Running, Recovery, and Hugs, without the Anonymity

By Katie MacBride 05/17/17

"If I don’t share my recovery, it’s not helping me, it’s not helping anyone else."

people running marathon with drummers in foreground
Open Recovery organized this Road to Recovery 5k to combat the stigma of addiction via Author

I am not a morning person. I am also not an exercise person, which is why it was odd to find myself strolling across Crissy Field in San Francisco one Saturday morning in April, heading towards a huge banner that read, “Road to Recovery 5k.” Hosted by Open Recovery, an organization in San Francisco dedicated to ending the stigma of addiction through education, advocacy, and “empowering personal experiences in the community,” a non-sober friend had sent me a link to the event’s website. I hadn’t ever heard of a non-anonymous/non–A.A. affiliated recovery event (which isn’t to say they don’t happen, just that I haven’t heard of them). So I decided to check it out.* Honestly, I didn’t have the highest expectations. It seemed like a cool event but would people really get up at 8:00 in the morning on a Saturday to celebrate their recovery?

As it turns out, yes. When I arrived at 8:45 a.m., there were already hundreds of people milling around Crissy Field wearing blue Road to Recovery shirts. At least a dozen booths formed a half-circle around a large stage. In other words, this wasn’t just a 5k run. It was something of an extravaganza.

photo via Author

The 5k began at 9:00 a.m., signaled by the celebratory drumming. Although some of the participants were as athletically motivated as you might expect –- at the front of the line, fiddling with various electronic devices to measure their speed and heart rates -- there were also families walking together as a group, people pushing strollers, and folks of all ages walking or jogging lightly. In short, it was my kind of athletic event, the kind where actually being athletic isn’t a prerequisite.

That’s because athletics weren’t the purpose of the event, Fay Zenoff, Executive Director of Center for Open Recovery (COR), explained. The purpose, as the name of the organization suggests, was simply to give people a place to be open about their recovery. “We can’t reduce the stigma of addiction unless people are willing to be open about their recovery.” The success of COR’s goals -- education, advocacy, and building community -- depend on folks in recovery talking about their recovery, non-anonymously.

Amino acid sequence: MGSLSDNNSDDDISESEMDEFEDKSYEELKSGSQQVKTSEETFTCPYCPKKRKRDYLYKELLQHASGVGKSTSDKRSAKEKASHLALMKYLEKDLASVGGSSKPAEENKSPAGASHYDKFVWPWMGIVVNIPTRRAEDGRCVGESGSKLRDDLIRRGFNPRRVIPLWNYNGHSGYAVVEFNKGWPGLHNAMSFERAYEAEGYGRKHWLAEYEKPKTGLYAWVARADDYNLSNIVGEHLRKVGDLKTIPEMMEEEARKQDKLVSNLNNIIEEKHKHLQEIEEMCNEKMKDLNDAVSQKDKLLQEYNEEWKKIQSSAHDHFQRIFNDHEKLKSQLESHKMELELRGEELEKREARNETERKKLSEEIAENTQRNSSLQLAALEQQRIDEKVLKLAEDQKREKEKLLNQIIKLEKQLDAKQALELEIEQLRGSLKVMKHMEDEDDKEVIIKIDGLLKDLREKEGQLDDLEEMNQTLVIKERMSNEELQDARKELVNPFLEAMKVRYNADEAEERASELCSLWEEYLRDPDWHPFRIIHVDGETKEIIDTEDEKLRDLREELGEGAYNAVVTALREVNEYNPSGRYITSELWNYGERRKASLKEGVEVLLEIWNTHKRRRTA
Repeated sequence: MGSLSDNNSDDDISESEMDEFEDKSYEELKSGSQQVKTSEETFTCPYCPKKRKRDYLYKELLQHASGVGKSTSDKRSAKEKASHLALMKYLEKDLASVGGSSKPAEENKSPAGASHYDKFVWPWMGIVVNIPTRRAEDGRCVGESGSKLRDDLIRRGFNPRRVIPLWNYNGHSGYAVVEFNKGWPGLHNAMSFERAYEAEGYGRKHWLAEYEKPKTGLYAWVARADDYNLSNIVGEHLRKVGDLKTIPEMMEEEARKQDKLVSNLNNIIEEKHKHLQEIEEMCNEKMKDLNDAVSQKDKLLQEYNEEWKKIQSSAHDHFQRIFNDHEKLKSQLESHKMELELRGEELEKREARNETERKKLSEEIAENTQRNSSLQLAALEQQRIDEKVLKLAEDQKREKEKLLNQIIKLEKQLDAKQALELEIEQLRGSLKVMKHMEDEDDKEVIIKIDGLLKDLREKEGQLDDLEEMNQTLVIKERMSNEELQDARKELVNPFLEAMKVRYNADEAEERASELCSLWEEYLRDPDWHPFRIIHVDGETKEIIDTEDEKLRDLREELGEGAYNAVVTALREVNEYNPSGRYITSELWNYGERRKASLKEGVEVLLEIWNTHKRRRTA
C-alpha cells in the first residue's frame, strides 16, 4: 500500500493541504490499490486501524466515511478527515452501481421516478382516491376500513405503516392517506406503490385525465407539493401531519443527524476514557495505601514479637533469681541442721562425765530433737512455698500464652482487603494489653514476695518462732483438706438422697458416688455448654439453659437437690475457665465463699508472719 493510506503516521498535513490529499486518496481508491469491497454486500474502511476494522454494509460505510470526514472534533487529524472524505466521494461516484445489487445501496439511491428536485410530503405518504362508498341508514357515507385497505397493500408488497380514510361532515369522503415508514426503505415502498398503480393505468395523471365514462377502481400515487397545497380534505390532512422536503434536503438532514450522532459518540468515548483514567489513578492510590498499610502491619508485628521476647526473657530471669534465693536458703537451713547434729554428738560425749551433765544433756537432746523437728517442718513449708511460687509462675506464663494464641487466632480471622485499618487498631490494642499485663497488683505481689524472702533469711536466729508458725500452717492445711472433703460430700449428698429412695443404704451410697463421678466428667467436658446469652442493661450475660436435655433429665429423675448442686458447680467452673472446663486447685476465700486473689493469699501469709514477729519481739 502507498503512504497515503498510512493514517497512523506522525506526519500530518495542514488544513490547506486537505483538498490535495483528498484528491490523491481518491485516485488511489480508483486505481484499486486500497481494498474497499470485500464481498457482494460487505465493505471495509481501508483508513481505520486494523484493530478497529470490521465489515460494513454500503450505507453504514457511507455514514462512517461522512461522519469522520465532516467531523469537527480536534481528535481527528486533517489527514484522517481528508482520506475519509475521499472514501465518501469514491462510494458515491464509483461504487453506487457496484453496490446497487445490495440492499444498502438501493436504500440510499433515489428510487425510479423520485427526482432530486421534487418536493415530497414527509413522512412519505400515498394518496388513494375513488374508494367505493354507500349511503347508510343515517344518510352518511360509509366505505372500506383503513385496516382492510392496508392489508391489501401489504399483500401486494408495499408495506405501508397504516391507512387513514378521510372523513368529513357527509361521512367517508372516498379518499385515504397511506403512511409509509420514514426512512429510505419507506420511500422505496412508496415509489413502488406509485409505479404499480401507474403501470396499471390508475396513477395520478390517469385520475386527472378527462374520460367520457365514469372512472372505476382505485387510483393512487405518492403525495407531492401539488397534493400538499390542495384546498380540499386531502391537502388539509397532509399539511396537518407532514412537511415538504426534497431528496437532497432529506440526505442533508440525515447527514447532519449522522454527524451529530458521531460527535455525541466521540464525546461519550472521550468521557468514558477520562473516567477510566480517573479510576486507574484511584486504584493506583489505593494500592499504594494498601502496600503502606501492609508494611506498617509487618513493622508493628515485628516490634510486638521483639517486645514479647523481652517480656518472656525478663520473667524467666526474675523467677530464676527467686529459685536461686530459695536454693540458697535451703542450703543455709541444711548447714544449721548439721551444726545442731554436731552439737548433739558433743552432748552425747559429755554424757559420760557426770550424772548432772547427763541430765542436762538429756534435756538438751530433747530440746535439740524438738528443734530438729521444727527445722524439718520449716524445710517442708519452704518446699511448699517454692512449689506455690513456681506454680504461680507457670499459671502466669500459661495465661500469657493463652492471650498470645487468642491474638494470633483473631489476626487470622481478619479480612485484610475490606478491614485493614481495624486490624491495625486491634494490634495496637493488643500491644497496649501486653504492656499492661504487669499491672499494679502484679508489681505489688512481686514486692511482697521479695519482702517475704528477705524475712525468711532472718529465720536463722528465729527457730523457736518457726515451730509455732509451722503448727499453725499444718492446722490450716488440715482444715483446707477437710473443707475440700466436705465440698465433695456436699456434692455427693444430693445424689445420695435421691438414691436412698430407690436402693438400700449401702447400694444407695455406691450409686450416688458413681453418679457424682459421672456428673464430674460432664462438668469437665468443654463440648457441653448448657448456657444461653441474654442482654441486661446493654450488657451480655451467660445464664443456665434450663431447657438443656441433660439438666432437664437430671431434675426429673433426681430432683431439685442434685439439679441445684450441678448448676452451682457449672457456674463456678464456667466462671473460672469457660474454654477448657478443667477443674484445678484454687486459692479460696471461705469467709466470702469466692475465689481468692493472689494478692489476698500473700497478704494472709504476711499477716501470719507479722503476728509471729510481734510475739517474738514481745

The Center for Open Recovery isn’t anti or pro-Alcoholics Anonymous, Zenoff explains. In fact, the woman who founded the organization was involved with AA, even writing the “Women Suffer Too” chapter of the Big Book of Alcoholics Anonymous. “She wanted this organization to be all of the things that AA couldn’t be, because of the focus on anonymity,” Zenoff said. In order to do that, however, some of the messaging around the organization had to change.

Until Zenoff took over the organization three and a half years ago, the Center for Open Recovery was called the Center for Alcoholism and Other Addictions, a decidedly less friendly title. "Most of the addiction recovery organizations are focused on intervention,” Zenoff said. “They’re very crisis oriented. That’s where the insurance money is.”

While there’s certainly a need for crisis organizations, Zenoff wanted the newly christened COR to be about something different. “There’s nothing to sustain and support recovery outside of individual recovery programs. So, as a non-profit, that’s what we wanted to do.”

Still, an organization about recovery without people actually willing to admit they’re in recovery doesn’t do much to reduce the stigma of addiction. Thus, my conversation with Zenoff comes full circle. “We’ve got to take a page out of the gay rights movement, to talk to people and ask them to come out of the closet so we can change people’s perception of what recovery is.”